Book Cover Missed Connections

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“Such encounters are becoming increasingly difficult. With a growing number of people turning to Kindles and other electronic readers, and with the Apple iPad arriving on Saturday, it is not always possible to see what others are reading or to project your own literary tastes.

“You can’t tell a book by its cover if it doesn’t have one.”

At The New York Times, an ingenious investigation into what happens when books no longer have distinctive covers.

I doubt I would attempt a flirtatious conversation with someone reading a Kindle, I have to say.

There was a time, many years ago, when I first moved to San Francisco where I was taking lots of trains and looking at lots of people on those trains.  For any city-dweller part of the charms of such is engaging in eyeball hockey with strangers either seductive or threatening or just plain ambiguous.

During my train rides, I determined that attractive, smart-looking people in my age group, people that I might want to date for example were found to be reading either one of two books: Middlesex by Jeffrey Eugenides or The Wind-Up Bird Chronicle by Haruki Murakami.

Both of those books I read as a fledgling San Franciscan and I can attest they certainly colored my experience of living and loving in the City.  The fact that everyone else in my demographic was reading them made me feel part of a distinctive community of fresh-faced dreamers, all of us panning for artistic and erotic gold in our own slipshod ways.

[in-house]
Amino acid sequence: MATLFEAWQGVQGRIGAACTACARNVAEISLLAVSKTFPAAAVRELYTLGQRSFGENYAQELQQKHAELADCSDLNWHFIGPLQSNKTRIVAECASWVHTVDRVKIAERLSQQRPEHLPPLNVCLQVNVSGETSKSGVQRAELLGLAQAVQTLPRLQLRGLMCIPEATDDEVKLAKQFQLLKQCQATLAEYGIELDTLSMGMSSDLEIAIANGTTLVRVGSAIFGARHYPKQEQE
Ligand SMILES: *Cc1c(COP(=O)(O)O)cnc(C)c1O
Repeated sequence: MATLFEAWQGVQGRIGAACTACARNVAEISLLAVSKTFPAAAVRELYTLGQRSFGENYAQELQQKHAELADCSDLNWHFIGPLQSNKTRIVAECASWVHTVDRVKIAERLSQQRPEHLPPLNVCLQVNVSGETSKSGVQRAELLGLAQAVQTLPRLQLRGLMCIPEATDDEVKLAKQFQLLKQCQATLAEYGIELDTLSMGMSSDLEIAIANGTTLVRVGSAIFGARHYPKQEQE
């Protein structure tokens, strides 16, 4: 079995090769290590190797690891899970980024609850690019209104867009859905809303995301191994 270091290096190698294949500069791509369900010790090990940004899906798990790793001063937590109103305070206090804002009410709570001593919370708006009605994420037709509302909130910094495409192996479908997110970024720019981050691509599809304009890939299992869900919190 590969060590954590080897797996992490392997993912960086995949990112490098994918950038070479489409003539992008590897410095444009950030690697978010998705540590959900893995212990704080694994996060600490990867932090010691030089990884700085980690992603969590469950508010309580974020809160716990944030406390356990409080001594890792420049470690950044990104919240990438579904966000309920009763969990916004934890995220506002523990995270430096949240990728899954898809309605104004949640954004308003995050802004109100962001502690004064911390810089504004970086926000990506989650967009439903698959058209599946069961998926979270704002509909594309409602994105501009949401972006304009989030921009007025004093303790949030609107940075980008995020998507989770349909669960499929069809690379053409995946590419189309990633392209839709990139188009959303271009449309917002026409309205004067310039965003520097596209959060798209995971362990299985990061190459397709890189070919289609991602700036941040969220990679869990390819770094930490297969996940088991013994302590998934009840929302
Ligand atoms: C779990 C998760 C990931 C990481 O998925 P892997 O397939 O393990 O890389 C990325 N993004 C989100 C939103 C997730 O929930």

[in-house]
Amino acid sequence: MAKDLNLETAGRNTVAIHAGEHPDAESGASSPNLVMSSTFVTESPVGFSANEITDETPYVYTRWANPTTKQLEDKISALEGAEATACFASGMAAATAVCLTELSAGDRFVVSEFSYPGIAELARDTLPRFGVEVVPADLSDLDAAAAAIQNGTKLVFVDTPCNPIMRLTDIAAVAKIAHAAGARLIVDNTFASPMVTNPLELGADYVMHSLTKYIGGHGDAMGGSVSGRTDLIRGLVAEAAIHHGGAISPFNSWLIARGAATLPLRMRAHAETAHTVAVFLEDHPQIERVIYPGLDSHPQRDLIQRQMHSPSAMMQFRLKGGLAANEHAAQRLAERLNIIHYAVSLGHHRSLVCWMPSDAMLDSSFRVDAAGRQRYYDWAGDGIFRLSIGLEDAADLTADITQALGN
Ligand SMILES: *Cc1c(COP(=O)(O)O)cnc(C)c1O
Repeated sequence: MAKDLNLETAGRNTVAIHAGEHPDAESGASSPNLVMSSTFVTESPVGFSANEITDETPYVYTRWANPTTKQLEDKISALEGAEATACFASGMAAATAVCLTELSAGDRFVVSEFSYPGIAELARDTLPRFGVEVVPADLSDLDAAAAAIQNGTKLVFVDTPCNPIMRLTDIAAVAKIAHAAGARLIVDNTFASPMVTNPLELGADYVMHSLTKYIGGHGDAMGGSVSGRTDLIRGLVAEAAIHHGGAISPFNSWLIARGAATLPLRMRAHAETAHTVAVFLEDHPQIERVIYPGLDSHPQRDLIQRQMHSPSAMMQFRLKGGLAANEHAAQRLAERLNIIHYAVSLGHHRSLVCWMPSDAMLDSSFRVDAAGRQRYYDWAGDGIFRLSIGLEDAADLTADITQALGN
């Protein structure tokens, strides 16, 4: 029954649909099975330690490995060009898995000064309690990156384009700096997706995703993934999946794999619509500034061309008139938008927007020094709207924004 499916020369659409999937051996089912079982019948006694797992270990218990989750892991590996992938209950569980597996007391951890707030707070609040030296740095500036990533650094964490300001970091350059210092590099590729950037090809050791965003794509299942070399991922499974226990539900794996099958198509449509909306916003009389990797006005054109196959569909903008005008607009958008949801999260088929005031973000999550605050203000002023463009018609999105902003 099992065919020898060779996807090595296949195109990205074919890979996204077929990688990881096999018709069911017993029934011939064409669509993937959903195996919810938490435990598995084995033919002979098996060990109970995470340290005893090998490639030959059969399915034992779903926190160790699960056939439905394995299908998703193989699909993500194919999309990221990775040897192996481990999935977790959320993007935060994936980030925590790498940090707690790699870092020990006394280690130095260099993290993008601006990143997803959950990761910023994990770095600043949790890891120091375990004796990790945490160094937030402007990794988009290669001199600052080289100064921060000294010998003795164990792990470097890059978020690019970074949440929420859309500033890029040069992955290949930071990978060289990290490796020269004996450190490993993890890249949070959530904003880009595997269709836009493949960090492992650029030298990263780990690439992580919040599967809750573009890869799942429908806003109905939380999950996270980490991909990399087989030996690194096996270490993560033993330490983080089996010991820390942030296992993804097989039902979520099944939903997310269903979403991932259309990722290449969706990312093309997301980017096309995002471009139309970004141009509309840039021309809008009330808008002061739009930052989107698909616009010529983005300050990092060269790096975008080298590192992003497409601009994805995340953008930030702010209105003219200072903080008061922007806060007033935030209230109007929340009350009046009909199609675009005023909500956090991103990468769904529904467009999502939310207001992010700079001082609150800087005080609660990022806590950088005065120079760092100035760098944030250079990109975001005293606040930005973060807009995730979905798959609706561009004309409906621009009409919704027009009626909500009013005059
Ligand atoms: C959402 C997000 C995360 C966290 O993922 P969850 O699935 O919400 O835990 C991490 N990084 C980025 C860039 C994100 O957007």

Whenever I scanned the Missed Connections on Craigslist, a pastime that has since lost any of its charm, I would also find those two books popping up in half-hearted descriptions of fleeting, no doubt meaningless “encounters” between smart, attractive people on trains, on buses, or at bars, laundromats and AA meetings.  It seemed, at the time, that the city was simply overrun with good-looking, literate, culturally-astute urbanites and all of them were smiling at each other suggestively on trains and buses.

I’m sure this must have caused lots of confusion though.  And frustration too.

But as I was about to say, before I interrupted myself, I think eventually technology will make everything look and feel the same and at some not too distant point we won’t want to date anybody, much less leave our houses anymore.


Michael Berger is a barely-published writer and book-seller living in San Francisco. He is one of the founding Corsairs of the Iron Garters Bike Club and is currently pursuing a degree in applied pataphysics. He sometimes eats oatmeal for dinner. More from this author →